Monday, August 3, 2015

Ten things we love about building custom cars

1. The look
There’s no beating the look of a well-designed ride. When we line up a photo shoot for a newly finished project, with the sunset glinting off the windows and wax that looks dripping wet, all is right with the world.



2. The sound
The sound of a well-tuned muscle car makes us shiver every time. The roar of a supercharged LS with the right exhaust makes every day of blood, sweat and tears well worth it.

3. The love
Handing someone the keys to a head-turning dream machine and watching them drive away in the perfect car is the ultimate satisfaction. People love their custom cars and we love creating that relationship between a client and the car they will treasure for years to come.



4. The endless possibilities
Whether a client wants to slam a hot rod to cruise around in or lift a truck sky-high to tackle the wilderness, we love taking the vehicle they give us and making their vision come to life.

5. The driving
Although we don’t exactly put miles on the cars in the shop, they do have to be moved around infrequently and the techs say they relish it. Just cranking up one of these monsters to move it into another bay or through the parking lot is exhilarating.



6. The end result
Even before seeing the look on the client’s face, it’s just amazing to look at the finished product and think about the huge difference our work has made on the vehicle.

7. The variety
Every day is entirely different when you spend your days building vastly different cars. No two days are ever quite alike because no two projects are ever quite the same.



8. The prestige
There’s no shame in admitting we love what we do and we love the attention it gets us. Building cool cars and car parts, seeing those parts all over the world, growing a fan base that loves pictures of our projects, it’s all part of the thrill!

9. The environment
No, it isn’t all a bed of roses but, when your job is building cool cars you generally don’t dread Monday as much as most people do. That sort of attitude makes for a pretty awesome work atmosphere.



10. The people
We meet and befriend some of the coolest people in the world building these cars. Some are clients who come back every few years, some become friends we see on a regular basis. Either way, the people are really the most important part.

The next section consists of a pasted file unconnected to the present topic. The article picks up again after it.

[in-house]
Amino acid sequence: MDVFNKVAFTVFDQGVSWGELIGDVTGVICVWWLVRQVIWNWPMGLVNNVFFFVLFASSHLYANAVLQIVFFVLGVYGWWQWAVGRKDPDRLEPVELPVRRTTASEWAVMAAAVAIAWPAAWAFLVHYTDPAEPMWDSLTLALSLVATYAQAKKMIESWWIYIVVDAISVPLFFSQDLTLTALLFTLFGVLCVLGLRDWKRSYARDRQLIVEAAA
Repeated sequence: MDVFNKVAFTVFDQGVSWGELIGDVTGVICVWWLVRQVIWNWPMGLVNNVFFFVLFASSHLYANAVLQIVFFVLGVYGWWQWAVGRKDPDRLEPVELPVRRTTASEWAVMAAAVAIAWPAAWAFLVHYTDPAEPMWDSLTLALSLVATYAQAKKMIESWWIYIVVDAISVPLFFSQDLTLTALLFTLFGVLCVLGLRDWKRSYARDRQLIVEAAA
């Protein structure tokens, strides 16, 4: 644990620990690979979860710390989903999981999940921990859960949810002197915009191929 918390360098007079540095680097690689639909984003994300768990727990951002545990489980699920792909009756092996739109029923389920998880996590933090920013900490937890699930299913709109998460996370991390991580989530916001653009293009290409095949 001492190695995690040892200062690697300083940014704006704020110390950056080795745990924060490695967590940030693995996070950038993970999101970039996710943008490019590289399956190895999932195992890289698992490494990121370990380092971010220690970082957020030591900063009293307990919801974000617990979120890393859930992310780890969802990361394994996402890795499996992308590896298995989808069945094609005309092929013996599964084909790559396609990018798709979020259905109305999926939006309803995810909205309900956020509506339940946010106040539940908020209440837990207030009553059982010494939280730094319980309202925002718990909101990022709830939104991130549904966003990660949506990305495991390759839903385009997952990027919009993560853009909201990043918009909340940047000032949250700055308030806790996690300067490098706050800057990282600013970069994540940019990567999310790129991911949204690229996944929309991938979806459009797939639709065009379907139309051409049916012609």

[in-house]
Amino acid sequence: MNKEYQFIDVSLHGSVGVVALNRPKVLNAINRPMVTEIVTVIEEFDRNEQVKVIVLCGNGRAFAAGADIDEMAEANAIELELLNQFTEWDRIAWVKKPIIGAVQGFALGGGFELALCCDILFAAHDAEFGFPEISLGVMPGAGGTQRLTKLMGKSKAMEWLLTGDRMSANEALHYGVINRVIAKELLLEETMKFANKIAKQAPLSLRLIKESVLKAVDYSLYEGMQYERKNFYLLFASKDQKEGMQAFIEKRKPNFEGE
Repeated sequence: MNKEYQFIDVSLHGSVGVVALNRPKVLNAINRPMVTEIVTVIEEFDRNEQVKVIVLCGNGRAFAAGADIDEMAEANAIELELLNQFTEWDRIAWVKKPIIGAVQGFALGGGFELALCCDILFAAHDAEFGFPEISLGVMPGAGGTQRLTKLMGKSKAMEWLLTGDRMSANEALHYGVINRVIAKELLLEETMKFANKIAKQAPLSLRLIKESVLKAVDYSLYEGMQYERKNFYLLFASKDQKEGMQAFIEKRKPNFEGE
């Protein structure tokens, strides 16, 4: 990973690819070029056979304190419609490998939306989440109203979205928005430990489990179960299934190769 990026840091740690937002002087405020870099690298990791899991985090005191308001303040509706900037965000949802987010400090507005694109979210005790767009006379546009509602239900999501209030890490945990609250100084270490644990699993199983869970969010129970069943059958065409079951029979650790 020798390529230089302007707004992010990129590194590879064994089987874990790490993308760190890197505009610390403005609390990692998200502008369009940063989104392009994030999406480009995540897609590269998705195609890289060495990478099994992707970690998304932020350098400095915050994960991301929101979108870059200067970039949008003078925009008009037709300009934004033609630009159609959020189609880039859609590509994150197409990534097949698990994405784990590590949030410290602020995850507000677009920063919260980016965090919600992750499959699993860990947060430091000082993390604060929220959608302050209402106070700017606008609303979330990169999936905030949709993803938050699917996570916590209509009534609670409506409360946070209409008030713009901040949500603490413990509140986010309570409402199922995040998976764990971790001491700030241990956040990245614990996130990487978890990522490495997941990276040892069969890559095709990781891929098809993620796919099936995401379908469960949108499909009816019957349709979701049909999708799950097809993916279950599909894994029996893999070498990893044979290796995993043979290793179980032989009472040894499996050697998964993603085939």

Well, that and a good supercharger.

Thursday, July 30, 2015

July 30th Photo Blog Post

So busy this week we went with a true "Photo Blog" post. Which is to say, "just photos." Here's what we've been up to!










Monday, July 27, 2015

A brief history of Fesler Built

Ever since the birth of the muscle car (1949 if you hold to the legacy of the Oldsmobile Rocket 88) people who love powerful automobiles have been turning out new creations and striving for great heights of perfection where it comes to putting four wheels on the road with the most oomph possible behind them.

Chris and Carrie Fesler are no exception to the rule. Driven by a love of custom cars, they began in the late 1990s, shooting and writing magazine articles as promotional pieces for manufacturers in the automotive industry. Eventually, they began to design these vehicles, working closely with companies to build, show and advertise custom cars and trucks designed to showcase a particular company’s products.

Carrie Fesler remarks that many believe the two inherited their business. Nothing could be further from the truth. What the Fesler’s did inherit was a lot of good advice and mentorship from the industry contacts they made along the way. The road from shooting magazine articles to turning out 1969 Camaros that command six-figure prices was a long one.

In 1996, the Feslers began producing complete editorial packages for magazines. Chris’ stunning photography and Carrie’s writing skills complimented each other, making for mouthwatering pieces about the vehicles featured therein. Other marketing services offered to help manufacturers reach out to publications grew to include actually designing and building the cars for the articles.

By 2000, the Fesler name had become a staple in the industry, with several projects produced for SEMA, the industry’s premier trade show, each year. Fesler built show cars for General Motors, Jeep, Kenwood, and Kicker, to name a few. However, building cars would quickly become Chris and Carrie’s passion.

In the mid-2000s, Fesler Built shifted from building demo cars for companies to building custom cars for individuals.  Now, Fesler Built builds turn-key muscle machines, the stuff octane-scented dreams are made of.